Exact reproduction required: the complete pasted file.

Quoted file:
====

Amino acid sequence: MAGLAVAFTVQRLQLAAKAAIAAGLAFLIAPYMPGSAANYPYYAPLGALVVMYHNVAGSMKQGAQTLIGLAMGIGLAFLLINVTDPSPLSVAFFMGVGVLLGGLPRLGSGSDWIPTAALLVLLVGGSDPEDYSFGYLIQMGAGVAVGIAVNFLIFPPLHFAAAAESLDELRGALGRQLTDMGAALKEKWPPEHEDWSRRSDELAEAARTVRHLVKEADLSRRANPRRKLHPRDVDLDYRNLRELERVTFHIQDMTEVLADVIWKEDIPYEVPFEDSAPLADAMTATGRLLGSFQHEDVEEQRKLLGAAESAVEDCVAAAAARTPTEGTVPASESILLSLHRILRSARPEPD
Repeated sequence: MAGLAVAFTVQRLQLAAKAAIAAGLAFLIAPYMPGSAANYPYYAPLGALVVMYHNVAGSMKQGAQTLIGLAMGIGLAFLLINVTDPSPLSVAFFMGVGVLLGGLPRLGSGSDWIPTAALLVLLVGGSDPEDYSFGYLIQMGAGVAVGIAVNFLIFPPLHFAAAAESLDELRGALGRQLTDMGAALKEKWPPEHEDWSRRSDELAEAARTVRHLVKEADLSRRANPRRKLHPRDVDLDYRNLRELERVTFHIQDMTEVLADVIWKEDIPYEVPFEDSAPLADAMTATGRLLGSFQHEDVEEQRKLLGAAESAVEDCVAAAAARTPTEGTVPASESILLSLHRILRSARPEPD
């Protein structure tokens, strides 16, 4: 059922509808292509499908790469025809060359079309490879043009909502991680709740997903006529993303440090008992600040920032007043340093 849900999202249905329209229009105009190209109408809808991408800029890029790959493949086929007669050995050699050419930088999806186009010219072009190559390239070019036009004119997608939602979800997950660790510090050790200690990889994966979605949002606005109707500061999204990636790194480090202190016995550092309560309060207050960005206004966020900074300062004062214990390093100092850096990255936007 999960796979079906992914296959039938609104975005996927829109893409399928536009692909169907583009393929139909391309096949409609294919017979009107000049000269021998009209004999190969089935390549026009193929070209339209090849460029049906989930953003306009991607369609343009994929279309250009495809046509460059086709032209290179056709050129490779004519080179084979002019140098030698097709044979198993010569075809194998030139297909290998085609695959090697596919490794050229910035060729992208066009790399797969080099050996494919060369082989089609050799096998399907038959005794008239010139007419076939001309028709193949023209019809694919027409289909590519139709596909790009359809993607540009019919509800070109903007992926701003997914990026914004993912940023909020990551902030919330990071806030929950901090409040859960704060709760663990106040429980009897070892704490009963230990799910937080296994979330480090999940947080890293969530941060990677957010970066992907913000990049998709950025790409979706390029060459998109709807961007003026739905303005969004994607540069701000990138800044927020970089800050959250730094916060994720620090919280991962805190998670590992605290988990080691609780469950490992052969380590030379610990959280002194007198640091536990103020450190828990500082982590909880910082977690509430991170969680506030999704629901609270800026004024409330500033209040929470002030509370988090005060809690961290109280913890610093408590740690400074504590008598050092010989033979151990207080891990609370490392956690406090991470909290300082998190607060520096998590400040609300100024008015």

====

Amino acid sequence: MAGLAVAFTVQRLQLAAKAAIAAGLAFLIAPYMPGSAANYPYYAPLGALVVMYHNVAGSMKQGAQTLIGLAMGIGLAFLLINVTDPSPLSVAFFMGVGVLLGGLPRLGSGSDWIPTAALLVLLVGGSDPEDYSFGYLIQMGAGVAVGIAVNFLIFPPLHFAAAAESLDELRGALGRQLTDMGAALKEKWPPEHEDWSRRSDELAEAARTVRHLVKEADLSRRANPRRKLHPRDVDLDYRNLRELERVTFHIQDMTEVLADVIWKEDIPYEVPFEDSAPLADAMTATGRLLGSFQHEDVEEQRKLLGAAESAVEDCVAAAAARTPTEGTVPASESILLSLHRILRSARPEPD
Repeated sequence: MAGLAVAFTVQRLQLAAKAAIAAGLAFLIAPYMPGSAANYPYYAPLGALVVMYHNVAGSMKQGAQTLIGLAMGIGLAFLLINVTDPSPLSVAFFMGVGVLLGGLPRLGSGSDWIPTAALLVLLVGGSDPEDYSFGYLIQMGAGVAVGIAVNFLIFPPLHFAAAAESLDELRGALGRQLTDMGAALKEKWPPEHEDWSRRSDELAEAARTVRHLVKEADLSRRANPRRKLHPRDVDLDYRNLRELERVTFHIQDMTEVLADVIWKEDIPYEVPFEDSAPLADAMTATGRLLGSFQHEDVEEQRKLLGAAESAVEDCVAAAAARTPTEGTVPASESILLSLHRILRSARPEPD
């Protein structure tokens, strides 16, 4: 059922509808292509499908790469025809060359079309490879043009909502991680709740997903006529993303440090008992600040920032007043340093 849900999202249905329209229009105009190209109408809808991408800029890029790959493949086929007669050995050699050419930088999806186009010219072009190559390239070019036009004119997608939602979800997950660790510090050790200690990889994966979605949002606005109707500061999204990636790194480090202190016995550092309560309060207050960005206004966020900074300062004062214990390093100092850096990255936007 999960796979079906992914296959039938609104975005996927829109893409399928536009692909169907583009393929139909391309096949409609294919017979009107000049000269021998009209004999190969089935390549026009193929070209339209090849460029049906989930953003306009991607369609343009994929279309250009495809046509460059086709032209290179056709050129490779004519080179084979002019140098030698097709044979198993010569075809194998030139297909290998085609695959090697596919490794050229910035060729992208066009790399797969080099050996494919060369082989089609050799096998399907038959005794008239010139007419076939001309028709193949023209019809694919027409289909590519139709596909790009359809993607540009019919509800070109903007992926701003997914990026914004993912940023909020990551902030919330990071806030929950901090409040859960704060709760663990106040429980009897070892704490009963230990799910937080296994979330480090999940947080890293969530941060990677957010970066992907913000990049998709950025790409979706390029060459998109709807961007003026739905303005969004994607540069701000990138800044927020970089800050959250730094916060994720620090919280991962805190998670590992605290988990080691609780469950490992052969380590030379610990959280002194007198640091536990103020450190828990500082982590909880910082977690509430991170969680506030999704629901609270800026004024409330500033209040929470002030509370988090005060809690961290109280913890610093408590740690400074504590008598050092010989033979151990207080891990609370490392956690406090991470909290300082998190607060520096998590400040609300100024008015």